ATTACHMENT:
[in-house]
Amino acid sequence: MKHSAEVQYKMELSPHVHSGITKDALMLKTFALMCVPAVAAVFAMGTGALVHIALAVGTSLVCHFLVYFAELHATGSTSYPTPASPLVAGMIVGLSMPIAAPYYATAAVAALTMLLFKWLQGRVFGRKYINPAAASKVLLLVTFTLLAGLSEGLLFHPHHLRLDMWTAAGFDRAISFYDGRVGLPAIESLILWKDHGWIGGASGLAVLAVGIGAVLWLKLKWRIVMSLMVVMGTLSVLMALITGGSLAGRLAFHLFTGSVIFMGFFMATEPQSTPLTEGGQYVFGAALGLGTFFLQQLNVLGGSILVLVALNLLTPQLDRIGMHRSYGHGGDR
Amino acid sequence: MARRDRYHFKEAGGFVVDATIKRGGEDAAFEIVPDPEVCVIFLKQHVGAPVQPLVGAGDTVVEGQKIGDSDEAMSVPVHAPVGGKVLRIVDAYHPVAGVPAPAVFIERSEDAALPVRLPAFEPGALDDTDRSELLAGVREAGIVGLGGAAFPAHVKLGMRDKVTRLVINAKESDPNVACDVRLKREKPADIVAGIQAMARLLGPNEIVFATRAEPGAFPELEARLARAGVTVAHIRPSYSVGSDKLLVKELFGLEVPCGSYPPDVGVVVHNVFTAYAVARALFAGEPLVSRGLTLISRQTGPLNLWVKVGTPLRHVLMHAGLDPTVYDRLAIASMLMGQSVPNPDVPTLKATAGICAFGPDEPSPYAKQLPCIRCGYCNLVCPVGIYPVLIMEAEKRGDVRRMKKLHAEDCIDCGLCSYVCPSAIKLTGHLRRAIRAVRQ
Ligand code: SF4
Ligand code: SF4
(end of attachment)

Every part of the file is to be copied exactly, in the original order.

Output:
[in-house]
Amino acid sequence: MKHSAEVQYKMELSPHVHSGITKDALMLKTFALMCVPAVAAVFAMGTGALVHIALAVGTSLVCHFLVYFAELHATGSTSYPTPASPLVAGMIVGLSMPIAAPYYATAAVAALTMLLFKWLQGRVFGRKYINPAAASKVLLLVTFTLLAGLSEGLLFHPHHLRLDMWTAAGFDRAISFYDGRVGLPAIESLILWKDHGWIGGASGLAVLAVGIGAVLWLKLKWRIVMSLMVVMGTLSVLMALITGGSLAGRLAFHLFTGSVIFMGFFMATEPQSTPLTEGGQYVFGAALGLGTFFLQQLNVLGGSILVLVALNLLTPQLDRIGMHRSYGHGGDR
Amino acid sequence: MARRDRYHFKEAGGFVVDATIKRGGEDAAFEIVPDPEVCVIFLKQHVGAPVQPLVGAGDTVVEGQKIGDSDEAMSVPVHAPVGGKVLRIVDAYHPVAGVPAPAVFIERSEDAALPVRLPAFEPGALDDTDRSELLAGVREAGIVGLGGAAFPAHVKLGMRDKVTRLVINAKESDPNVACDVRLKREKPADIVAGIQAMARLLGPNEIVFATRAEPGAFPELEARLARAGVTVAHIRPSYSVGSDKLLVKELFGLEVPCGSYPPDVGVVVHNVFTAYAVARALFAGEPLVSRGLTLISRQTGPLNLWVKVGTPLRHVLMHAGLDPTVYDRLAIASMLMGQSVPNPDVPTLKATAGICAFGPDEPSPYAKQLPCIRCGYCNLVCPVGIYPVLIMEAEKRGDVRRMKKLHAEDCIDCGLCSYVCPSAIKLTGHLRRAIRAVRQ
Ligand code: SF4
Ligand code: SF4